Vitamin H

Vitamin H ELISA

Vitamin H ELISA
Catalog Number: 
96 wells

vitamin H ELISA from MD Bioproducts

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The Vitamin H ELISA kit is intended to measure Vitamin H levels in human serum, plasma and urine.



Biotin, also known as vitamin H, is of great importance for the biochemistry of the human organism. As a prosthetic group of mitochondrial enzymes (carboylases), biotin plays a central role as a CO2-carrier in important metabolic reactions such as gluconeogenesis, synthesis of fatty acids and metabolism of amino acids. Furthermore, biotin influences the growth and maintenance of blood cells, sebaceous glands, skin, hair and nails. Next to the free form of biotin, the biotin linked to lysin, also known as biocytine, can also be utilized as a vitamin source by the body, after cleavage from the protein by the enzyme biotinidase.


In nature, biotin is very common. It can be found in bacteria and mushrooms, as well as in higher plant life and animal tissue - especially in liver and kidney. However, the biotin availability in some food is very slim. Amounts worth mentioning can only be found in yeast, soya beans, nuts, cauliflower, lentils, oats, wheat germ and in egg yolk whereas fruits, milk products and most vegetables only contain small amounts. Solely, the amount of biotin is not the decisive factor, but rather the bioavailability. The bioavailability varies very strongly and depends on the kind of food and also on the extent to which biotin is protein-bound. Whereas, for example, in plants, biotin is available in the free form, food coming from animals contains mostly protein-bound biotin. Only after proteolytic reduction in the small intestine followed by a cleavage with intestine (pancreas)-biotinidase is the biotin available in the free absorbable form.


Biotin which is synthesized endogenously by flora of the intestine is not reabsorbed in the colon, but is stored as protein-bound biotin in the bacteria of the intestine and is thus not available to cover the biotin requirement of the organism. The treatment of food also causes losses in biotin. Wheat, as a whole grain, contains 4 times as much biotin as all-purpose flour (Type 405). The alimentary utilization of biotin is estimated at 50 %, so that a biotin deficiency can easily result. Malnutrition as well as an inherited disorder in biotin metabolism (singular or multiple deficiency in carboxylase, biotinidase deficiency) can lead to a biotin deficiency. Furthermore, circumstances of life, where an increased biotin demand exists (pregnancy, nursing, athletic activities, pathological conditions) may cause a biotin malnutrition. A variety of disorders on hair, skin and nails are the medically relevant consequences of a biotin deficiency. The symptoms range from brittle, splintered fingernails to different forms of alopecia to scaly erythematous and seborrheic dermatitis. Animals have also been observed with similar illnesses, ranging from larger skin detachments, epidermal crust development, as well as a hyper- and parakeratosical change in mucous membrane.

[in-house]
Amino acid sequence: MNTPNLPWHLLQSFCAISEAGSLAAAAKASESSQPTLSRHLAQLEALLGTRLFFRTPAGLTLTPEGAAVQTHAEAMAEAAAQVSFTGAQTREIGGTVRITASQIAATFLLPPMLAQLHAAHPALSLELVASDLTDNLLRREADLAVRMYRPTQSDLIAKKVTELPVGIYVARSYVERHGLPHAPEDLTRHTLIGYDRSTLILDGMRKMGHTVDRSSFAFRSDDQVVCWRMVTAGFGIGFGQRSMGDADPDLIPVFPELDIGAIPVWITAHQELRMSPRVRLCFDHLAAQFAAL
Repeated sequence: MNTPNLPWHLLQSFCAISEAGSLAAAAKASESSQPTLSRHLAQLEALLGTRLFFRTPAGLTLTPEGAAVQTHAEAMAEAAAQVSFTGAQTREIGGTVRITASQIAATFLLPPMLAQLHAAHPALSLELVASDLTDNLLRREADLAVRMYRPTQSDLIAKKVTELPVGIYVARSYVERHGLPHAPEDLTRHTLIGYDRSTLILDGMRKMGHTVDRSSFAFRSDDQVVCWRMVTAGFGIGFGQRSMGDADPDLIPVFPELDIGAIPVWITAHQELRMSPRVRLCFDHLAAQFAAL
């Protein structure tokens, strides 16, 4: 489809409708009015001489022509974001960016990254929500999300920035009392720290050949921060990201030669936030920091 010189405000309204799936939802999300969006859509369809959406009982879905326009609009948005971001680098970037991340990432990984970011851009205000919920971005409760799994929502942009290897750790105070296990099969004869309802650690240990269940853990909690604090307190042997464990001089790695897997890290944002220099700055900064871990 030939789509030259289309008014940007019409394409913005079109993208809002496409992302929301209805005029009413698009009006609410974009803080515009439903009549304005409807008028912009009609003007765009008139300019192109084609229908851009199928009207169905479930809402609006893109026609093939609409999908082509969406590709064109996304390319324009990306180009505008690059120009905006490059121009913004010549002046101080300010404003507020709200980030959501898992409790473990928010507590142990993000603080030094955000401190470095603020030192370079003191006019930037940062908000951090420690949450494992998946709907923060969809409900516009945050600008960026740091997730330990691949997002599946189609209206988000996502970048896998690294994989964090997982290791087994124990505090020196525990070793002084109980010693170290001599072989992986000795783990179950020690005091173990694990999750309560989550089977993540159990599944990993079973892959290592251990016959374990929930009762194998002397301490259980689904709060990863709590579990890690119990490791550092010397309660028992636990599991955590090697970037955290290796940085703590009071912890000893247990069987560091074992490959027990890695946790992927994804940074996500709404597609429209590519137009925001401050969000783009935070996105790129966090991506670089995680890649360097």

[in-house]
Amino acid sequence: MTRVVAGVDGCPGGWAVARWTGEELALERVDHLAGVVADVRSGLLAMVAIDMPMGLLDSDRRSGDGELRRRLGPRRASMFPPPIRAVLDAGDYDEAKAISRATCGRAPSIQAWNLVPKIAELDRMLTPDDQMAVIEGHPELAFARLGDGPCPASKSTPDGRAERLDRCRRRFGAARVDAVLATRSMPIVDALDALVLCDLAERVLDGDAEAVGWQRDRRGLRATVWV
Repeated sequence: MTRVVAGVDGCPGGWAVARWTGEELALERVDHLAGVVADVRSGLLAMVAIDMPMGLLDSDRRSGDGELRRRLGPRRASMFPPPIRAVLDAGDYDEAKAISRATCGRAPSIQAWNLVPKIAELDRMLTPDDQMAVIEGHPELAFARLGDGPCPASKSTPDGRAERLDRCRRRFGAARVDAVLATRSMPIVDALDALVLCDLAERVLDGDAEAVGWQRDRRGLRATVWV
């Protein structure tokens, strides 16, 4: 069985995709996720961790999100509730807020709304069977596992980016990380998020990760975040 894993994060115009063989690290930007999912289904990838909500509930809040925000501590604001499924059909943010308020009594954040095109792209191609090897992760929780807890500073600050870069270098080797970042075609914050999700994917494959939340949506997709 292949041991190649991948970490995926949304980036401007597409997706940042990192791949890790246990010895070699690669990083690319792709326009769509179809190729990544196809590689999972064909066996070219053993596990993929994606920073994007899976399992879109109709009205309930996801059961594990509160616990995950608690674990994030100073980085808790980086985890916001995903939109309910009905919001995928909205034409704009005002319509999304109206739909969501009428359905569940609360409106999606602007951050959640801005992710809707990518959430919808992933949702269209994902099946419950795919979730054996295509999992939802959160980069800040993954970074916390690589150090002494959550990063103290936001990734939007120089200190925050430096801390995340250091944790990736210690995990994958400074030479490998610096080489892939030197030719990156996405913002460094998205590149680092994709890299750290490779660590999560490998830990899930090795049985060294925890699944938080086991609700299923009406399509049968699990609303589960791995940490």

Species: Human

Sample Type:  serum, plasma, urine

Sample Preparation: Dilute samples

Sample Size: 50 uL

Standard Curve Range:  12.3 - 1000 ng/L

Assay Length:   1.5 hrs





Product Insert:

Vitamin H ELISA Insert (PDF)



ELISA Troubleshooting Guide

ELISA Data Reduction Guide



Effect of dietary n-3 fatty acids (fish oils) on boar reproduction and semen quality.

Castellano CA, Audet I, Bailey JL, et al. J Anim. Sci. 2010 Jul; 88(7):2346-55.


Perry, C. A., West, A. A., Gayle, A., Lucas, L. K., Yan, J., Jiang, X., & Caudill, M. A. (2014). Pregnancy and lactation alter biomarkers of biotin metabolism in women consuming a controlled diet. The Journal of nutrition, 144(12), 1977-1984.


Castellano, C. A., Audet, I., Bailey, J. L., Chouinard, P. Y., Laforest, J. P., & Matte, J. J. (2010). Effect of dietary n-3 fatty acids (fish oils) on boar reproduction and semen quality. Journal of animal science, 88(7), 2346-2355.

How It Works

How It Works: 

The basis of the test is the extremely high affinity of avidin (a protein produced by microorganisms) to biotin. The microtiter plates are coated with avidin. The enzyme-labeled biotin (Conjugate) and the sample or the Biotin Standard Solution are added. Free and enzyme-labeled biotin compete for the avidin-binding sites. Any unbound, enzyme-labeled biotin is then removed by a washing step. The detection occurs with the addition of Substrate (urea peroxide) and Chromogen (tetramethylbenzidine). The Conjugate, that is bound to avidin, changes the colorless Chromogen to a blue end product. The addition of the Stop Solution causes a color change from blue to yellow. The measurement is done photometrically at 450 nm (optional: reference wavelength ≥ 600 nm). The resulting absorbance values are inversely proportional to the biotin concentration of the sample.


vitamin H ELISA